However, they have a so-called “kickback syndrome” (rapid recovery or transient exacerbation of symptoms after drug withdrawal), a risk of addiction and drug addiction, impaired cognitive functions (attention, concentration, memory), and impaired coordination. Therefore, benzodiazepine-group drugs should not be taken longer than 2-4 weeks.
Tricyclic antidepressants, in turn, are powerful drugs that are good for all anxiety-depressant symptoms (both bodily and mental anxiety) and sleep disturbances, and can be used for long-term treatment and prevention of anxiety.
But they have pronounced side effects (dryness of mucous membranes, constipation, cardiovascular disorders, transient disorders of cognitive functions), which worsen their tolerability and increase the list of contraindications to their use, especially in patients with comorbid somatic diseases. Any medications for the treatment of anxiety disorders should be prescribed by a physician.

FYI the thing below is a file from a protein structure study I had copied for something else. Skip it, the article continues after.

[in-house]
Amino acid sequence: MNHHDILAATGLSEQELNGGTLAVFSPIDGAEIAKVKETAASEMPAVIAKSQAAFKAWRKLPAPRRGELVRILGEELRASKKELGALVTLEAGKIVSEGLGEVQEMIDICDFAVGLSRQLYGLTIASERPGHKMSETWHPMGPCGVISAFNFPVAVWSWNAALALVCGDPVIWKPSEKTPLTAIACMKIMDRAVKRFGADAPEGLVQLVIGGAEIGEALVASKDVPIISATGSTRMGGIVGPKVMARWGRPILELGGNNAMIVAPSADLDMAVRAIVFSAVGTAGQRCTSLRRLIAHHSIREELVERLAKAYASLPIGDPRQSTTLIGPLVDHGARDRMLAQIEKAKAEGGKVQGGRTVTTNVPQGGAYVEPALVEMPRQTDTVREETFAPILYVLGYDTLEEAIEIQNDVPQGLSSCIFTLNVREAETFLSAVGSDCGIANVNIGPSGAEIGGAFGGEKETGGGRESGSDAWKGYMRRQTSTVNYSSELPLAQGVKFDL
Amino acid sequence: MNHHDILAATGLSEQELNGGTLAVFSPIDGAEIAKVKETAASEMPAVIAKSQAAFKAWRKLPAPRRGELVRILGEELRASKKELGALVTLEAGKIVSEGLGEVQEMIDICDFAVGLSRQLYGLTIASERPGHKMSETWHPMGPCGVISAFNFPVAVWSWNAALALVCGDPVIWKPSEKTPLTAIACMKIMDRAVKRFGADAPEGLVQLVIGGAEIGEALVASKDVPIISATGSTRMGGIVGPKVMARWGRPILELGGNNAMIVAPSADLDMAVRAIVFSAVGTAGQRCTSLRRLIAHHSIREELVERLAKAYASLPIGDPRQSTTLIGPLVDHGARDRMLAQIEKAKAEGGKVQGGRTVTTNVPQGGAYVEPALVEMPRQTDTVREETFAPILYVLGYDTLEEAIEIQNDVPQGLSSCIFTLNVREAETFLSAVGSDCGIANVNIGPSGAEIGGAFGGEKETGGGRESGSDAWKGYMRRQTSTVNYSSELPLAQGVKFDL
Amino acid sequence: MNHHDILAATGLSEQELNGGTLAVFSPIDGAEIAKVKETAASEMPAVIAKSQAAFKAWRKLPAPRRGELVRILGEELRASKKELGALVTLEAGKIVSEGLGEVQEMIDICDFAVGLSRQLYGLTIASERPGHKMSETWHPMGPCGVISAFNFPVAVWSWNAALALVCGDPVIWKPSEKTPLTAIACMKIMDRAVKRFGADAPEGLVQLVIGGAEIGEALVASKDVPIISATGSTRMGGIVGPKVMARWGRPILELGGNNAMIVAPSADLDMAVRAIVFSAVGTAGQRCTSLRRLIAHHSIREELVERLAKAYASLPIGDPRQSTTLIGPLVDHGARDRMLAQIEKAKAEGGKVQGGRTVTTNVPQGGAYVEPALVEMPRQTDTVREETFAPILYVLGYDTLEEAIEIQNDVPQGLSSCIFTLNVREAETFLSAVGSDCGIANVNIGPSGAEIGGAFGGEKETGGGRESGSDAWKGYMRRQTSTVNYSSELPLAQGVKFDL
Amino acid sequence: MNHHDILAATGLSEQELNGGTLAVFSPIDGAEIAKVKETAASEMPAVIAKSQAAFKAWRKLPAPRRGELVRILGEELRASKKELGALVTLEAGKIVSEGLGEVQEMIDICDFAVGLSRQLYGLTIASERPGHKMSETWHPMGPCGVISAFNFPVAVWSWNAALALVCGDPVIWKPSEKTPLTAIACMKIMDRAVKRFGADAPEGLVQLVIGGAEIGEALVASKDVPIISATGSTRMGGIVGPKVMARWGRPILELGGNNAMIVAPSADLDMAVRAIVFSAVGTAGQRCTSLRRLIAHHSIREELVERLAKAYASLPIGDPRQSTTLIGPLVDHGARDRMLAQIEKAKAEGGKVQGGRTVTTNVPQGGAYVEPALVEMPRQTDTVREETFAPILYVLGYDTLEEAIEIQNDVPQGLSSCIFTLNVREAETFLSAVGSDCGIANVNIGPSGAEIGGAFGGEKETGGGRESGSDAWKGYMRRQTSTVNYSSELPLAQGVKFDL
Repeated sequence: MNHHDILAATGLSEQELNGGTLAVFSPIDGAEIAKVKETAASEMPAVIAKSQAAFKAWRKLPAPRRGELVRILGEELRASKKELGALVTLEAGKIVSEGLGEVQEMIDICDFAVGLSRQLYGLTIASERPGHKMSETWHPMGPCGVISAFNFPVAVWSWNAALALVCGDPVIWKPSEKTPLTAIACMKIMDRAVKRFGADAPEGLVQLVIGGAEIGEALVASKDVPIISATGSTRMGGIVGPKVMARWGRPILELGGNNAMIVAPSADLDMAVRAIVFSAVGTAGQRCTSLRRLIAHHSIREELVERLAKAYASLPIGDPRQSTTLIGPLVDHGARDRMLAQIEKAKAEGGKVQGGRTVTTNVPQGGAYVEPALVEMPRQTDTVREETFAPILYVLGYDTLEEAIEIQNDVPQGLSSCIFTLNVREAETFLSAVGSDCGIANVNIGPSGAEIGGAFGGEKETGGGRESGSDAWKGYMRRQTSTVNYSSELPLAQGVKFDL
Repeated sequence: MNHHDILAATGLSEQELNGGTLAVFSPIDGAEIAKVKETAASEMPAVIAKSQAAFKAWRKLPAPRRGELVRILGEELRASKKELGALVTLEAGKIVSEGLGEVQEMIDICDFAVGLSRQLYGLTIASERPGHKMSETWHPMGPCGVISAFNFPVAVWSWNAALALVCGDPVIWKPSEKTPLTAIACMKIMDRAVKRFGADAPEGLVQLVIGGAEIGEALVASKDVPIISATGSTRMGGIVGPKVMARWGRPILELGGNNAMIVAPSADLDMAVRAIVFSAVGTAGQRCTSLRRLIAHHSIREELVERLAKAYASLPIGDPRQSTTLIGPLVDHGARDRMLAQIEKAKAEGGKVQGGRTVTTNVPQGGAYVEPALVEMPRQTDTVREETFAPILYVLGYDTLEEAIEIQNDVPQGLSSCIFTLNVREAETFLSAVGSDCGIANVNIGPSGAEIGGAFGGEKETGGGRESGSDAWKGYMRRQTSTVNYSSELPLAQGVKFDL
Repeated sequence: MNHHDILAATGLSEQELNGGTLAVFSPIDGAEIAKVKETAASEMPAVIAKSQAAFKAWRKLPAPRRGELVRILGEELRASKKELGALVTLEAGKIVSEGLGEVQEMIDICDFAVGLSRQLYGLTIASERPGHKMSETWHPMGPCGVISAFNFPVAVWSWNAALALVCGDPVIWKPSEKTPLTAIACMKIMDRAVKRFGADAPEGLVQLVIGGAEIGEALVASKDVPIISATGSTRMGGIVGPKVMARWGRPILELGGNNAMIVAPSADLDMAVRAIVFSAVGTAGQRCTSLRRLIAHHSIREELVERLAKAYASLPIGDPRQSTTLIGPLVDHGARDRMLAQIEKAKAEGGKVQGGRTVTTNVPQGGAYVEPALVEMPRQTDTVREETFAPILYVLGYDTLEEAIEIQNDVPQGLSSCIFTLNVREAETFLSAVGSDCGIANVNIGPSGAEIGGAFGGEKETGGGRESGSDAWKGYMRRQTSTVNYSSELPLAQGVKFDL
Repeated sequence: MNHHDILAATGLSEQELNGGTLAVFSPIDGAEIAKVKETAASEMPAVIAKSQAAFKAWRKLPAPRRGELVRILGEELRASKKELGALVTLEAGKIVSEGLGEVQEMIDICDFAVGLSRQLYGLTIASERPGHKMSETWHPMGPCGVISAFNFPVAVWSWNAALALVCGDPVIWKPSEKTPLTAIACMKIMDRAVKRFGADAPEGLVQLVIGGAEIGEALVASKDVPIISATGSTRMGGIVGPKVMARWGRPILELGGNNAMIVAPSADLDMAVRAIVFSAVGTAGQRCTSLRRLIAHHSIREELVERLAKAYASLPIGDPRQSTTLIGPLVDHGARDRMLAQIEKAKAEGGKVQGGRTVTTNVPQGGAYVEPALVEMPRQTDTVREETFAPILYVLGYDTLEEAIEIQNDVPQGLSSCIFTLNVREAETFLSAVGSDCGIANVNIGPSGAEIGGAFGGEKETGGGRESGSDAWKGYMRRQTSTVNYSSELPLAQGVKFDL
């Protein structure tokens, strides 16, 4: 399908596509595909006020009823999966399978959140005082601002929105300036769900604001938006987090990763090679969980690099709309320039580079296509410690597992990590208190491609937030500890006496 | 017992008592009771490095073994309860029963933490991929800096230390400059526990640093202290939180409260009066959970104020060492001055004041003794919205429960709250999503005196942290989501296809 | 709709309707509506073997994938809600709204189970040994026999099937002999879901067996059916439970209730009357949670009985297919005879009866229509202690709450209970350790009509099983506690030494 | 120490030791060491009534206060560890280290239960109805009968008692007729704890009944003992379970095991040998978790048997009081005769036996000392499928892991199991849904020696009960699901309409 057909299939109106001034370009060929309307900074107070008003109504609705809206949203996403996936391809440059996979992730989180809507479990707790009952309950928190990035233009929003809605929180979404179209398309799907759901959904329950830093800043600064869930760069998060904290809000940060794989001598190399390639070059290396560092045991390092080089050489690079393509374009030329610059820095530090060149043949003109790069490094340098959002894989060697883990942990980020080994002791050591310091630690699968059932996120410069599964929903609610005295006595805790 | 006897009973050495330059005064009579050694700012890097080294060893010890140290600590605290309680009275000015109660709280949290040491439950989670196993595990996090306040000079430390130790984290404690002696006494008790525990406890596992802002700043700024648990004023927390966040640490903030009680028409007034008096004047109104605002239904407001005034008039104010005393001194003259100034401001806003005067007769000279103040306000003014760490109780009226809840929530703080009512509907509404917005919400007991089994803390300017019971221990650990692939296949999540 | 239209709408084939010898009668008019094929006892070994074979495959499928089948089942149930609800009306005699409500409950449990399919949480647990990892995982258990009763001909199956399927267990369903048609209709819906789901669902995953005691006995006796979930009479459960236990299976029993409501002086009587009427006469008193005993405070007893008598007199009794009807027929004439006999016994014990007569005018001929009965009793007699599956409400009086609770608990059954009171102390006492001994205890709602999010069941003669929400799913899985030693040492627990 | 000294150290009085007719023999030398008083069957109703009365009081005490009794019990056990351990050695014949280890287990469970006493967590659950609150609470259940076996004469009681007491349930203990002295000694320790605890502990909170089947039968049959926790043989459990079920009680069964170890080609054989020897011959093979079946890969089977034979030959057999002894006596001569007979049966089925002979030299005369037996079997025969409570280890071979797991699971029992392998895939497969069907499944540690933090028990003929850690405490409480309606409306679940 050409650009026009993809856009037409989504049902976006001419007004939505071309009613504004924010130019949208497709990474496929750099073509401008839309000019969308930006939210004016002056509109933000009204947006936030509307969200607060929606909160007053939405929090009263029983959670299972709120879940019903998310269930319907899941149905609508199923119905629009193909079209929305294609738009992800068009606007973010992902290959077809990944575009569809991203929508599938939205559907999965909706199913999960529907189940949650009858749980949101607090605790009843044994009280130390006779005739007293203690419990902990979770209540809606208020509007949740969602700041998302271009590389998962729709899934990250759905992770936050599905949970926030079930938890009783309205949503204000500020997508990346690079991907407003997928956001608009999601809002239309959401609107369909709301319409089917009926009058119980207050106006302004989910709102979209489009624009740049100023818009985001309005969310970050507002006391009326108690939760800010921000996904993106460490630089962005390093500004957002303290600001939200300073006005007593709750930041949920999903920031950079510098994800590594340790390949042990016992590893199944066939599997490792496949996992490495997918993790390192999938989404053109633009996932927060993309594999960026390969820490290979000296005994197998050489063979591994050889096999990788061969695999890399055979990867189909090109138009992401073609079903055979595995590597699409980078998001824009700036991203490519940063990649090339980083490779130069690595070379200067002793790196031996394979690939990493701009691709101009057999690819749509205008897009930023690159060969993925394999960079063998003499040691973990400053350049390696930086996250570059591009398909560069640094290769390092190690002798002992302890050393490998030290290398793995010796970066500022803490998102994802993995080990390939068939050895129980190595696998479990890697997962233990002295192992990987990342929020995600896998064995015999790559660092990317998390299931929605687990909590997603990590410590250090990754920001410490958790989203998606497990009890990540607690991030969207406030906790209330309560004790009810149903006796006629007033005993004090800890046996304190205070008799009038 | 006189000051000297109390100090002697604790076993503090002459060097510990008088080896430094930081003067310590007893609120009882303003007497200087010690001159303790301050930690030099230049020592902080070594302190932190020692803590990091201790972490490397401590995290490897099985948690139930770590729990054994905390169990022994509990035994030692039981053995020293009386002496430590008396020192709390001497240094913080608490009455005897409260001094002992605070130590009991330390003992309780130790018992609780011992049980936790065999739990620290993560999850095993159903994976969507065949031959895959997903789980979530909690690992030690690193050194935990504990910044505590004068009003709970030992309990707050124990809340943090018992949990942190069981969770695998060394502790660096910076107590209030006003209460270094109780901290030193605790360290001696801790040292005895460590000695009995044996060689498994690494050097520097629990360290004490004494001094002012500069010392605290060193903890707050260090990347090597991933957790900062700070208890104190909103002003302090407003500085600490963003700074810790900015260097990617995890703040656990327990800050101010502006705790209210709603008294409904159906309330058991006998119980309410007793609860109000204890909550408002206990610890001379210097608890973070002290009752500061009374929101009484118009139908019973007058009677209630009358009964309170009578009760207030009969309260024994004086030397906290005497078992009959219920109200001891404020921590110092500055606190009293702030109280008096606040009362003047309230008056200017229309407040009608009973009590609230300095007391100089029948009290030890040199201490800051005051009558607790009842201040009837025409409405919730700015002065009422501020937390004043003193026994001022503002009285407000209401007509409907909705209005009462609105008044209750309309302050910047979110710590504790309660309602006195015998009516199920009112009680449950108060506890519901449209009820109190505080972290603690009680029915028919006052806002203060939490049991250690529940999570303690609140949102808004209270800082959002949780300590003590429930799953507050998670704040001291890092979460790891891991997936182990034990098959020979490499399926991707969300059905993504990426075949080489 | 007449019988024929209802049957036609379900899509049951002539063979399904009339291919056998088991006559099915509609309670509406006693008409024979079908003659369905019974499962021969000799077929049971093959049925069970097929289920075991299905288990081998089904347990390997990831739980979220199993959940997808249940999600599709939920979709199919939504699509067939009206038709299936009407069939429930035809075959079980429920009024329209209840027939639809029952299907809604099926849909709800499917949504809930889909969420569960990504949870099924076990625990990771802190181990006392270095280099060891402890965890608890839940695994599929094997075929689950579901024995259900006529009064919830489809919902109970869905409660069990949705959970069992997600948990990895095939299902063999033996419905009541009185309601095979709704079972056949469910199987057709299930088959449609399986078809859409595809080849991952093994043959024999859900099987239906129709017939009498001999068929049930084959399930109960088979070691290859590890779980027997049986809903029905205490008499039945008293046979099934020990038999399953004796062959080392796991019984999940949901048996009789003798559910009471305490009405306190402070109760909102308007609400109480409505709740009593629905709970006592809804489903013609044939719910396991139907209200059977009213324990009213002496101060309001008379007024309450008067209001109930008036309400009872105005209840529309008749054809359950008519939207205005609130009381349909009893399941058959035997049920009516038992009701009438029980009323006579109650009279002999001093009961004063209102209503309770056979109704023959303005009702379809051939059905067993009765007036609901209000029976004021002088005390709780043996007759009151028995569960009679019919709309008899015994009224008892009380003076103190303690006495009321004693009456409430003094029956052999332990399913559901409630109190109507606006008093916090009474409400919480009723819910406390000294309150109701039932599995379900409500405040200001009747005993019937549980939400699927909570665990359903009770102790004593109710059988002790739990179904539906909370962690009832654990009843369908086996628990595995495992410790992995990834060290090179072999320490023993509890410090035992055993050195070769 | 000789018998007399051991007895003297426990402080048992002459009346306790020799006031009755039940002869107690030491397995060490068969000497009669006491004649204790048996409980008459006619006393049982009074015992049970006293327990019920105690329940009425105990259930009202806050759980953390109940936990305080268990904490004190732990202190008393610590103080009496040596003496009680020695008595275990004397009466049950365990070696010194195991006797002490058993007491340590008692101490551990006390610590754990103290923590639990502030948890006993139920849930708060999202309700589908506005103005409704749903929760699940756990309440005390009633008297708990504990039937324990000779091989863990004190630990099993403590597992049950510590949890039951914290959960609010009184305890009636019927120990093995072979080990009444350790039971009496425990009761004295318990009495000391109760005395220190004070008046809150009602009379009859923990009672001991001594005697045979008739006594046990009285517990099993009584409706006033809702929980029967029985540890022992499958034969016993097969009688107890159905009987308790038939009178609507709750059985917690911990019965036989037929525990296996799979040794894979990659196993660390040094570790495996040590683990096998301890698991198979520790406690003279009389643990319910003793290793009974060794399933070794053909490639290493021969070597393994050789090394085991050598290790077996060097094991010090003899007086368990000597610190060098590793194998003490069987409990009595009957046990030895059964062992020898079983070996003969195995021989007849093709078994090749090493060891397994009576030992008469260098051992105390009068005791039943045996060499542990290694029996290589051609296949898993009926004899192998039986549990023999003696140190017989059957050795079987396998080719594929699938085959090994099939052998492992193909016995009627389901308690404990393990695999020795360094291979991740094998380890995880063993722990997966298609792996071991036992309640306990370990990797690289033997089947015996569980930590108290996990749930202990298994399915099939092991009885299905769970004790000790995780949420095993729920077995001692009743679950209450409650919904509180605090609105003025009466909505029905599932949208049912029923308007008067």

“Blow off” the stress!
The relaxation methods available to everyone include breathing exercises. It is based on the simple fact that a person cannot live for several minutes without air. Therefore, breathing delay is a powerful distraction for the body and allows you to get out of direct exposure to stress.
So, the exercise itself. Sit back. With an exhalation relax and at the next breath lean back a little, lift a chin and slightly tilt a head. Sit down directly and exhale all air from easy. With an exhalation relax. Firmly grasp both hands behind edges of a seat and on a breath pull it upwards, as if trying to lift a chair.
Tense your hands, stomach and other muscles in your body as if you were continuing to lift the chair you are sitting on. Keeping the tension in the whole body, hold your breath. Slowly exhale through the nose, relaxing the body and releasing the seat. After an exhalation completely relax. There should be no tension in the body anywhere. Perform three to five such cycles.
Determine breathing time, exhalation time and breathing delays according to your health condition and your breathing rhythm. If you are overpressurized, practice only a relaxing way of breathing, without the exhalation phase. Then with each exhalation release from the rest of tension in you, “deflating” it.